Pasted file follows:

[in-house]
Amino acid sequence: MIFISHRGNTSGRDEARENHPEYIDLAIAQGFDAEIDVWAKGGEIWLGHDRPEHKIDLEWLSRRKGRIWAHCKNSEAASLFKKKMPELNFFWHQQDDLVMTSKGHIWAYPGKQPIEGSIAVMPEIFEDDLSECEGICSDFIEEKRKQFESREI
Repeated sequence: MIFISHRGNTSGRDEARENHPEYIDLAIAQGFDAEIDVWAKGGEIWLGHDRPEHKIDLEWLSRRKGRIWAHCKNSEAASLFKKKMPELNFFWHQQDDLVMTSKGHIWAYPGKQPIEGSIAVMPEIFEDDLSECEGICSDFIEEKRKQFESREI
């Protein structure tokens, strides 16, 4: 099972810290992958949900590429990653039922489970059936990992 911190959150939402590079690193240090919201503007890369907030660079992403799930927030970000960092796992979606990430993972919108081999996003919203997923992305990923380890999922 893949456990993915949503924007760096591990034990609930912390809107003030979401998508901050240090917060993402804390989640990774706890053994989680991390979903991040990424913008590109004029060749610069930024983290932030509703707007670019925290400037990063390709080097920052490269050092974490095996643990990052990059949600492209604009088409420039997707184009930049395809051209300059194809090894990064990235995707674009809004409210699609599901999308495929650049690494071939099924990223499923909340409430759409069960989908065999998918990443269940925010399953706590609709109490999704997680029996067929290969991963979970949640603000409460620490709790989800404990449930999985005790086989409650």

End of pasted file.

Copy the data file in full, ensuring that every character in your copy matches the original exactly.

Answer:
[in-house]
Amino acid sequence: MIFISHRGNTSGRDEARENHPEYIDLAIAQGFDAEIDVWAKGGEIWLGHDRPEHKIDLEWLSRRKGRIWAHCKNSEAASLFKKKMPELNFFWHQQDDLVMTSKGHIWAYPGKQPIEGSIAVMPEIFEDDLSECEGICSDFIEEKRKQFESREI
Repeated sequence: MIFISHRGNTSGRDEARENHPEYIDLAIAQGFDAEIDVWAKGGEIWLGHDRPEHKIDLEWLSRRKGRIWAHCKNSEAASLFKKKMPELNFFWHQQDDLVMTSKGHIWAYPGKQPIEGSIAVMPEIFEDDLSECEGICSDFIEEKRKQFESREI
């Protein structure tokens, strides 16, 4: 099972810290992958949900590429990653039922489970059936990992 911190959150939402590079690193240090919201503007890369907030660079992403799930927030970000960092796992979606990430993972919108081999996003919203997923992305990923380890999922 893949456990993915949503924007760096591990034990609930912390809107003030979401998508901050240090917060993402804390989640990774706890053994989680991390979903991040990424913008590109004029060749610069930024983290932030509703707007670019925290400037990063390709080097920052490269050092974490095996643990990052990059949600492209604009088409420039997707184009930049395809051209300059194809090894990064990235995707674009809004409210699609599901999308495929650049690494071939099924990223499923909340409430759409069960989908065999998918990443269940925010399953706590609709109490999704997680029996067929290969991963979970949640603000409460620490709790989800404990449930999985005790086989409650």